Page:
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© Mr Raymond Warren

IoE Number: 284393
Photographer: Mr Raymond Warren
Date Photographed: 22 September 2002
Date listed: 14 July 1955
Date of last amendment: 14 July 1955
Grade I

The Images of England website consists of images of listed buildings based on the statutory list as it was in 2001 and does not incorporate subsequent amendments to the list. For the statutory list and information on the current listed status of individual buildings please go to The National Heritage List for England.

TL 9879-9979HOPTONHIGH STREET (east side)3/40Church of All Saints14.7.55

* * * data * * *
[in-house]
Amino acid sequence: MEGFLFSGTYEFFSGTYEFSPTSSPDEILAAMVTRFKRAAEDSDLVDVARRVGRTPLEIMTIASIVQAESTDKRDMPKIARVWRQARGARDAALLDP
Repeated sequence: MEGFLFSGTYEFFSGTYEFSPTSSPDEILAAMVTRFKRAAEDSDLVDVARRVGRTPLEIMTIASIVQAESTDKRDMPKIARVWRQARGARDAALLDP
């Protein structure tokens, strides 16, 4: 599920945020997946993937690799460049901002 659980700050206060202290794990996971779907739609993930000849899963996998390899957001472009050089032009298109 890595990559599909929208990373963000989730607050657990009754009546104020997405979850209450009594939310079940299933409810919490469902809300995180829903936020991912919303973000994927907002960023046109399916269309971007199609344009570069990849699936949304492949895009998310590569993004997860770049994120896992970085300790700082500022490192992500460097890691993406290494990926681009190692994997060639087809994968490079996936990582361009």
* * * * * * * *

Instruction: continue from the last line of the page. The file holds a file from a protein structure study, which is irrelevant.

TL 9879-9979 HOPTON HIGH STREET (east side) 3/40 Church of All Saints 14.7.55 GV I Parish church. Late C13, C14 and later; interior restored 1879. Nave, chancel, north and south aisles, south porch, west tower. In rubble flint, some knapped, with freestone dressings; red brick to clerestory; slate roofs. North aisle with squat diagonal buttresses and C19 restored window tracery; crenellated parapet; a 4-light east window with depressed flowing tracery with mouchettes; pointed north door with a simple continuous curve. South aisle of same date, late C13, with similar buttresses, crenellations, and restored windows; a 2-light east window with trefoil heads to lights. Battlemented clerestory to nave in Tudor brick, with 7 2-light windows with intersecting tracery, trefoil-headed lights, and hood-moulds. A small square recess between each pair of windows. Porch extensively restored in C19. Chancel with diagonal buttresses to east end; 3-light east window of c.1300: 3 stepped lancets under one arch; 2 2-light windows to north and south sides of chancel, with trefoil heads to lights set in rectangular surrounds. Low-side windows below both the south windows, now glazed, but rebated for shutters inside and out. Narrow C14 tower; with diagonal buttresses at the west end, stepped in 3 stages, faced in black knapped flint and freestone, and gabled. Stair turret with a conical roof on the south face. On the west face, a 2-light window with a series of holes in the stone surround for some kind of lattice infill; an empty niche with trefoil head above, and above that a small trefoil-headed window. The top stage of the tower is an early C19 addition faced in a chequerwork of black knapped flint and freestone blocks; crenellated parapet with Grecian urns at the angles; a wide single-light window with rounded head to each face. The interior of the nave has a C14 arcade in 4 bays to each aisle: octagonal piers with their moulded bases raised on high, square blocks of brickwork; double-chamfered arches. Fine C15 hammer-beam roof, integrated with the clerestory; between each pair of clerestory windows is a raised pilaster with a canopied capital on which rests a carved and painted figure supporting the arched brace of a hammer beam; the hammer-beams themselves are carved and painted recumbent figures of kings and musicians with ermine collars, holding musical instruments, books, etc. A deep cornice in 2 tiers with carving, colouring and brattishing. The easternmost bay has additional decoration as a canopy of honour. The roof-pitch is shallow, and arched braces to the collars, which are set very high, spring from the tops of the hammer-beams. The seating, font and pulpit are all Victorian. Behind the pulpit, the stairs to the rood-loft, the upper part open; the cut-off ends of both the rood-beam and the candle-beam can be seen in the walls and in the sides of the chancel-arch, which is high and plain. Sharply-pointed arch to the base of the tower, used as a ringing-chamber: 6 bells. Both aisles have roofs with plain joists and moulded main cross-beams supported by arched braces resting on capitals in the walls; carved bosses at the intersection of the main timbers. Fine medieval door to the tower stairs at the back of the south aisle, with original interlaced ironwork and hinge; a Jacobean altar- table at the east end; a piscina with trefoil head to niche, and a memorial east window with stained glass by Kempe, 1905. Chancel C19 restored. Memorial stained glass of 1890 in the east window: piscina with trefoil-headed niche as in south aisle; rafter roof with additional scissor-bracing. On the north wall, a marble monument to Thomas Raymond (d.1680), surmounted by a broken pediment, with a coat of arms in high relief in the centre: he was the first keeper of state papers to Charles II.

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